We were hoping for a rebirth. Instead, we got another robbery.
On a day when I had hoped to write that three-time heavyweight gold medalist Teofilo Stevenson was a greater Olympian than swimmer Michael Phelps, boxing continued to trash its own legends and any chance at credibility with a referee and judges who didn’t even bother to wear ski masks in the attempted heist Wednesday of Japan’s Satoshi Shimizu at the London Games.
No reason to hide. The undisguised spree has gone on, without interruption and without an apology, since 1988. That’s when judges in Seoul robbed Roy Jones Jr. of a gold medal that went to South Korea’s Park Si Hun. The theft was subsequently proven when the judges’ fingerprints were found throughout files kept by East Germany’s old secret police.
Yet, the Seoul scandal was allowed to stand. Jones never got the medal he rightfully won and Olympic boxing never got the message that it was time to clean up its act. Instead of gold, the International Olympic Committee gave Jones a conciliatory trinket. The IOC awarded him something called an Olympic Order, which didn’t include an order for the judges to pose for mug shots.
It was outrageous 24 years ago, yet as current as Twitter Wednesday while watching Shimizu knock down Magomed Abdulhamidov of Azerbaijan six times in the third round. Somehow, referee Ishanguly Meretnyyazov of Turkmenistan missed all six. It was as if Meretnyyazov thought that Abdulhamidov had slipped on a wet London sidewalk. The bout should have ended there, a stoppage as clear cut as any.
But no, oh-no.
Not only did Meretnyyazov fail. The scorecards, compiled by computer operators posing as judges, did too. Abdulhamidov won a 20-17 decision. The Japanese protested. The decision was reversed. Meretnyyazov was banned from working the rest of the 2012 Games. Boxing’s ruling cartel, AIBA, fired an international technical official.
Yet, no action was reported against the judges. For all we know, they are still there for the next round of outrage between now and the gold-medal bouts on August 11 and 12. With some of the usual suspects still in place, a BBC story about money for medals has re-emerged. In September, the BBC reported that Azerbaijan, host for the World Championships last fall, loaned AIBA $10 million. The payback was reported to be two gold medals for Azerbaijan.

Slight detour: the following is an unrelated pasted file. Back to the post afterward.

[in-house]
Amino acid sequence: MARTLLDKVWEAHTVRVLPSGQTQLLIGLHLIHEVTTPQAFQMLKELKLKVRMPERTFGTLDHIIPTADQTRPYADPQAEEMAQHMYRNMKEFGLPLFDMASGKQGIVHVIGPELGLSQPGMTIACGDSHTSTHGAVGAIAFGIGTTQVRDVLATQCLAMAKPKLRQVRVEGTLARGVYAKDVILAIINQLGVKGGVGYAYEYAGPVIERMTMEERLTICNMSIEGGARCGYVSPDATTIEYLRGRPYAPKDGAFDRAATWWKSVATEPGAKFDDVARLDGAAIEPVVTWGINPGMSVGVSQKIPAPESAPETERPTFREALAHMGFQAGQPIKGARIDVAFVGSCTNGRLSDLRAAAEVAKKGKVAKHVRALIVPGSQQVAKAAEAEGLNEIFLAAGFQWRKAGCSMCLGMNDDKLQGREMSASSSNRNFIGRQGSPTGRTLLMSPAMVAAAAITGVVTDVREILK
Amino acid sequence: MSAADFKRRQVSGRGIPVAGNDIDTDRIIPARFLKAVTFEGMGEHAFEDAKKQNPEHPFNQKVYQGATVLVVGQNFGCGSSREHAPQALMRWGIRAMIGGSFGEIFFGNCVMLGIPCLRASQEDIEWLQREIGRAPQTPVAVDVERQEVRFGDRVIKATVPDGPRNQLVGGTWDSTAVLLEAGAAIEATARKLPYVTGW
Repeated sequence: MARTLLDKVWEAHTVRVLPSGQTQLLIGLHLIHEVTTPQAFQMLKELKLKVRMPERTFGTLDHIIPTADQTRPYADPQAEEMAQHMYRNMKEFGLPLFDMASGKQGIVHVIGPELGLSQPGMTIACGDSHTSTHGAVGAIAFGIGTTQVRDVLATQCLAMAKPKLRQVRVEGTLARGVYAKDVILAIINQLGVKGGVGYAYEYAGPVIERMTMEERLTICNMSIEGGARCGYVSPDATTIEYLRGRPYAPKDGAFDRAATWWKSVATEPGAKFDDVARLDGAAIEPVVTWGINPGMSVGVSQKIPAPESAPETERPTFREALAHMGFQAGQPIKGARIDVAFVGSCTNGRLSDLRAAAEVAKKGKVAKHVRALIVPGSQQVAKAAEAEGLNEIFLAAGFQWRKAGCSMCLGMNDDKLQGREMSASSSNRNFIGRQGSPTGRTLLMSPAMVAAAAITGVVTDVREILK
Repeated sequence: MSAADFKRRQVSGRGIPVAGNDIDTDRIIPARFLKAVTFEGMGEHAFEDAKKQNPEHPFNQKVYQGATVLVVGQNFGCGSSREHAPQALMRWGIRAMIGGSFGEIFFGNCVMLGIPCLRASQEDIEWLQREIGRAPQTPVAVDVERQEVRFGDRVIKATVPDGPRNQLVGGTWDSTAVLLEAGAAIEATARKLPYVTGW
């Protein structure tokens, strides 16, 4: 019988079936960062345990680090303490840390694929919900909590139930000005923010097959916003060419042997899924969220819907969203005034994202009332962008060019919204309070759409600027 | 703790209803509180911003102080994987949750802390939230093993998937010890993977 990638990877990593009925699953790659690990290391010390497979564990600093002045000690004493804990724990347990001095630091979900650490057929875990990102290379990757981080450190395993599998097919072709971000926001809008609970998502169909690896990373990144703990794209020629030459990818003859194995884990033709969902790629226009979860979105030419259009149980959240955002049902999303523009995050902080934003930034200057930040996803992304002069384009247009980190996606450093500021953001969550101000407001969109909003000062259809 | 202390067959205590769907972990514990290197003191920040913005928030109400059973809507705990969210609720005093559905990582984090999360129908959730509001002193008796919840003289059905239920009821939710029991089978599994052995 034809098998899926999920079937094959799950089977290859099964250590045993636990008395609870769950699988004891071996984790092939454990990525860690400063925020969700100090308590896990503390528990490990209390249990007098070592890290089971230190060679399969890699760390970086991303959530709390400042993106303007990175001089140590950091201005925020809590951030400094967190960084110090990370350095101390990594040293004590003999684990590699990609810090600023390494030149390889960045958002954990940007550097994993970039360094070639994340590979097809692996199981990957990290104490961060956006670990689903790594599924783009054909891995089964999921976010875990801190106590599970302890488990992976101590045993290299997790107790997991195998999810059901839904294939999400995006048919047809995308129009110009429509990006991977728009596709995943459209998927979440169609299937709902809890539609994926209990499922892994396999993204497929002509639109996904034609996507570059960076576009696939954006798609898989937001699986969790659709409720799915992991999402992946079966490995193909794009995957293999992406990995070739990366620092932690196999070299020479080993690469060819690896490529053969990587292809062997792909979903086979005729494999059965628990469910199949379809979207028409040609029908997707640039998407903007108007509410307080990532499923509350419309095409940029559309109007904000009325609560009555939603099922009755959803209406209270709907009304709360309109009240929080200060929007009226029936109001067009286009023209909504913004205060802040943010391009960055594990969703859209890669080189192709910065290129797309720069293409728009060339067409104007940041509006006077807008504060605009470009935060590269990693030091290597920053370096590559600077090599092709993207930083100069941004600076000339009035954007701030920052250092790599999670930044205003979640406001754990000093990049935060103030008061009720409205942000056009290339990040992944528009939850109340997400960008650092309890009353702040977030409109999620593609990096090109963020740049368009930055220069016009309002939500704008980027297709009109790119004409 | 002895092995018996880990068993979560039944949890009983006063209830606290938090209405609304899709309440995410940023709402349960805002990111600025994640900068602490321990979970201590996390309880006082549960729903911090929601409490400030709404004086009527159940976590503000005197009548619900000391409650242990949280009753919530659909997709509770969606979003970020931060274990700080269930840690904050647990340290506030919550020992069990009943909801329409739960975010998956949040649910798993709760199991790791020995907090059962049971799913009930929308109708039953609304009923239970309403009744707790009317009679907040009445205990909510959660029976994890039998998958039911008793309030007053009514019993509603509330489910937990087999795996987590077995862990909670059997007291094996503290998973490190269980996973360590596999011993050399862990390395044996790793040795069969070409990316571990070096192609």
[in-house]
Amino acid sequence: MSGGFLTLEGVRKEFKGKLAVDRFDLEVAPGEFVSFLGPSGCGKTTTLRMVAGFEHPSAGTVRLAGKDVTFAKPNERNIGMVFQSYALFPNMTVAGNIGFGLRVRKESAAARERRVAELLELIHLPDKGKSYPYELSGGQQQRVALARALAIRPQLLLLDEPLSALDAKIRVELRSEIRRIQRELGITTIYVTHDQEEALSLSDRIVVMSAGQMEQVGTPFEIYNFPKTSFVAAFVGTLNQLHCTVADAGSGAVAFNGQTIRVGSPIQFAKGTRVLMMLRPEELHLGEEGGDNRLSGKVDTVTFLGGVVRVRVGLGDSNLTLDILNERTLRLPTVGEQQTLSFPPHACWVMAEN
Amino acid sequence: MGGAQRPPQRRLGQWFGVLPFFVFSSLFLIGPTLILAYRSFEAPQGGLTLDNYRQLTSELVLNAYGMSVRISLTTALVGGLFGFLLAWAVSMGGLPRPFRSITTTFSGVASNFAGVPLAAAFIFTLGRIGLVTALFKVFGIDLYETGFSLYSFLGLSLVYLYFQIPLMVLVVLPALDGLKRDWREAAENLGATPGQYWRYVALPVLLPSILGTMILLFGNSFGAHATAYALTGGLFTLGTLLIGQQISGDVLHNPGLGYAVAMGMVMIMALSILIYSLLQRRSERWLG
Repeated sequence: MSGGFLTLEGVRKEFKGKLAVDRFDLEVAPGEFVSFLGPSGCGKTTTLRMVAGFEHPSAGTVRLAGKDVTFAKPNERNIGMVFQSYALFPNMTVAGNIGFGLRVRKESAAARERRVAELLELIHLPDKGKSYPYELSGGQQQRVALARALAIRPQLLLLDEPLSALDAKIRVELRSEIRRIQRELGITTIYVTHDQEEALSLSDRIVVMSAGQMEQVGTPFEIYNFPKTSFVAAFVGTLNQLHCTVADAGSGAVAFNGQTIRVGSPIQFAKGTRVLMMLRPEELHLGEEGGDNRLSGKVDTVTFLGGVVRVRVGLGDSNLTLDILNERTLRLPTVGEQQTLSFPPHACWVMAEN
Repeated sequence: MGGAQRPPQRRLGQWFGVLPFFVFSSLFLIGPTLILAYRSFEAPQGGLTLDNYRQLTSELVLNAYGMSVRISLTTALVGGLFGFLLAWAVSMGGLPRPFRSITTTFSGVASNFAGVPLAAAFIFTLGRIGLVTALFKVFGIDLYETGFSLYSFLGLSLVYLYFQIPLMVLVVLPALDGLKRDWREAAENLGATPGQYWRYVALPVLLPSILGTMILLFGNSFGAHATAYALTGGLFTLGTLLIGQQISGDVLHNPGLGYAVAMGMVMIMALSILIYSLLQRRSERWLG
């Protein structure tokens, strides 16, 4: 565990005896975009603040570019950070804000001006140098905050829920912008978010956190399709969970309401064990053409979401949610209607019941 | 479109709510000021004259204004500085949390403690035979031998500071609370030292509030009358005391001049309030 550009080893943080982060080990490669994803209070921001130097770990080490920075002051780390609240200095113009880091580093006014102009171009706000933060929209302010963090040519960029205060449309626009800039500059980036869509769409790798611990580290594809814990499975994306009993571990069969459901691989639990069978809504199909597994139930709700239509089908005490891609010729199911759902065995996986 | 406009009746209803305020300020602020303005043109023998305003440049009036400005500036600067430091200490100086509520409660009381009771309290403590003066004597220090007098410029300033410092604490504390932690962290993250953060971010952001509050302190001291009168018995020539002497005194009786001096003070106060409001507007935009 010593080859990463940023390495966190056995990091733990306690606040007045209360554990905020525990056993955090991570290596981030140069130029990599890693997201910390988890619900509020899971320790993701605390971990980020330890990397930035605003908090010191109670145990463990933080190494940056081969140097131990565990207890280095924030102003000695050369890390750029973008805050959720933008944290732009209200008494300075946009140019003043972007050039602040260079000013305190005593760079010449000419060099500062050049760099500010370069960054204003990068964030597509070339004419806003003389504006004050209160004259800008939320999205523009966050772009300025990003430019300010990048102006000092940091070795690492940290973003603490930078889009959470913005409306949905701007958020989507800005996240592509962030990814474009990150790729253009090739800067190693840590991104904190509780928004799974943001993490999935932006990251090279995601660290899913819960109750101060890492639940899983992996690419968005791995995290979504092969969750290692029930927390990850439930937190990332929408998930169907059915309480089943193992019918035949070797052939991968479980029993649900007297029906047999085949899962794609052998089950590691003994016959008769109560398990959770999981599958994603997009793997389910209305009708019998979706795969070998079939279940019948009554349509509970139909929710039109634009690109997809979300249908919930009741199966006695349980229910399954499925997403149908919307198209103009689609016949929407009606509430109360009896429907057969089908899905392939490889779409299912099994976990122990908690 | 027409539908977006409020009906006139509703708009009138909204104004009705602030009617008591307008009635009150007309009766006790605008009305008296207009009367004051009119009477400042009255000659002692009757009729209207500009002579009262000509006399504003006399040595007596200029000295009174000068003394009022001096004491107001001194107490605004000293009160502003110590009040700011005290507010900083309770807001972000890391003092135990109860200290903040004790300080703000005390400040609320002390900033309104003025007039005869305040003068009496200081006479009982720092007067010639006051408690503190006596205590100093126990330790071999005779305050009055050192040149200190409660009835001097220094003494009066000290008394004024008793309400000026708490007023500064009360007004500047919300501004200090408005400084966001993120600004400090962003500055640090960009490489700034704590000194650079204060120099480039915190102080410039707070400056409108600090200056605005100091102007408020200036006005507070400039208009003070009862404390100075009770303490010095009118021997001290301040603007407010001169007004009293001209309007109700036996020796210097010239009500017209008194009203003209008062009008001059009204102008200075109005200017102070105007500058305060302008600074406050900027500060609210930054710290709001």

There was an investigation, conducted by AIBA. Surprise, surprise, the cartel dismissed the BBC report. At this point, it’s hard to know where the IOC is in all of this. Then again, it’s hard to know where the acronym was more than two decades ago in the aftermath of a Seoul scandal that still makes Olympic boxing look as if the ring is surrounded by yellow crime tape instead of those traditional ropes. If history is a guide, the IOC is MIA.
There’s an argument that it’s time to just drop boxing from the Olympic program. On the politically-incorrect scale, however, the 2012 introduction of the women makes elimination unlikely. Major endorsement money and media attention for American Marlen Esparza might make it impossible.
The real problem might come from the boxers themselves. The London controversy is fueled by suspicions that the referee and judges acted together in an attempt to fulfill a reported loan that, if accurate, will surely mean that good boxers, like fans, will stay away. In an interview with Jones for the August issue of The Ring, I asked him if he would have fought in the Olympics today.
“If I saw what I went through, I’d say: ‘Hell no, I won’t go,’ ’’ the former pound-for-pound champ said. “No way. You invest too much of your time and yourself to take that chance. I mean not only can they cheat you. They’ll stick to it if they do.’’
Before long, they might have only themselves to stick it to.